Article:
• "76% of residents living without broadband connection in the most rural third of U.S. counties were white and non-Hispanic. [...] In contrast, substantial majorities of the residents in households without broadband in our urban datasets were people of color. People of color accounted for 75% of the unconnected in cities with 200,000+ residents. Black residents alone accounted for 28% of the unconnected in 95%+ urban counties."

  • "A federal broadband policy which provides funding only for broadband infrastructure deployment, and only to areas which have no existing 25/3 Mbps residential broadband service - with no accompanying investment in affordable access and other measures to help urban as well as rural residents get connected - discriminates in a big way against Black Americans and other communities of color.”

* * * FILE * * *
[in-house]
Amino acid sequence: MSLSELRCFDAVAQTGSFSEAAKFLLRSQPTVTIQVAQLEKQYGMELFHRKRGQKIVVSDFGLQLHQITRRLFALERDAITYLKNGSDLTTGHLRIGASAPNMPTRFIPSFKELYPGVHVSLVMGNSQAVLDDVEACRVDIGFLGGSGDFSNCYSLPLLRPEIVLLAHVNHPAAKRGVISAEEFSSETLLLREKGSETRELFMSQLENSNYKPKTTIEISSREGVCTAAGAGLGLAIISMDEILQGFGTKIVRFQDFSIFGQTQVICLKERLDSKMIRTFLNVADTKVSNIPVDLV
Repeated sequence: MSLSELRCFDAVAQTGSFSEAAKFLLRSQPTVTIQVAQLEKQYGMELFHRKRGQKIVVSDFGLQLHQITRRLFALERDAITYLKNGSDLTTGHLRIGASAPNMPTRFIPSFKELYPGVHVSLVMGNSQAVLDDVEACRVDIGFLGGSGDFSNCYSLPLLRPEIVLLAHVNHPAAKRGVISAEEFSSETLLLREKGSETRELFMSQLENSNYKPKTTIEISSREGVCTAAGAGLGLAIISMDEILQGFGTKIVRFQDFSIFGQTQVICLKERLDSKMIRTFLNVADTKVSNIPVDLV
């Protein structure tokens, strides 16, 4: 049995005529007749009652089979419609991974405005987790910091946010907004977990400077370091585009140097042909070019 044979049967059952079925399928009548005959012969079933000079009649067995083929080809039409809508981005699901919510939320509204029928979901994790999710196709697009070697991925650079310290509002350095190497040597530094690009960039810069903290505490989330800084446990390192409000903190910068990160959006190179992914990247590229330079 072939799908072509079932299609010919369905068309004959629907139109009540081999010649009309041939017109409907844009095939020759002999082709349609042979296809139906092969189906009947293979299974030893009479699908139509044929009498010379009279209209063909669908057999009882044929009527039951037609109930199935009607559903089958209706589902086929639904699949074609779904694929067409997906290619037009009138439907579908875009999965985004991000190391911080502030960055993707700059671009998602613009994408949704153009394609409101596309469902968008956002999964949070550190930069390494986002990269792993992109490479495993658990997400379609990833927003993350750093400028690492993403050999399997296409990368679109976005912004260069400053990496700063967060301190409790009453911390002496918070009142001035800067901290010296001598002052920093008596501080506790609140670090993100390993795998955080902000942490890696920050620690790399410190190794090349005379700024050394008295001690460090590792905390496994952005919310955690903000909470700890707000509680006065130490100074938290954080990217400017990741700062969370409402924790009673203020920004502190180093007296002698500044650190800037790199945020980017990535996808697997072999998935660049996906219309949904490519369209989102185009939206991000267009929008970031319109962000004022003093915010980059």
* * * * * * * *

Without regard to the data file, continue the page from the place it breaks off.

• “All of the nation’s counties whose populations are at least 75% rural [those most likely to qualify for federal broadband subsidies], taken together, accounted for less than 8% of Americans living in households with no broadband. In contrast, the  most urban counties - those with fewer than 5% rural residents - accounted for more than 35%.”

  • "76% of residents living without broadband connection in the most rural third of U.S. counties were white and non-Hispanic. [...] In contrast, substantial majorities of the residents in households without broadband in our urban datasets were people of color. People of color accounted for 75% of the unconnected in cities with 200,000+ residents. Black residents alone accounted for 28% of the unconnected in 95%+ urban counties."

  • "A federal broadband policy which provides funding only for broadband infrastructure deployment, and only to areas which have no existing 25/3 Mbps residential broadband service - with no accompanying investment in affordable access and other measures to help urban as well as rural residents get connected - discriminates in a big way against Black Americans and other communities of color.”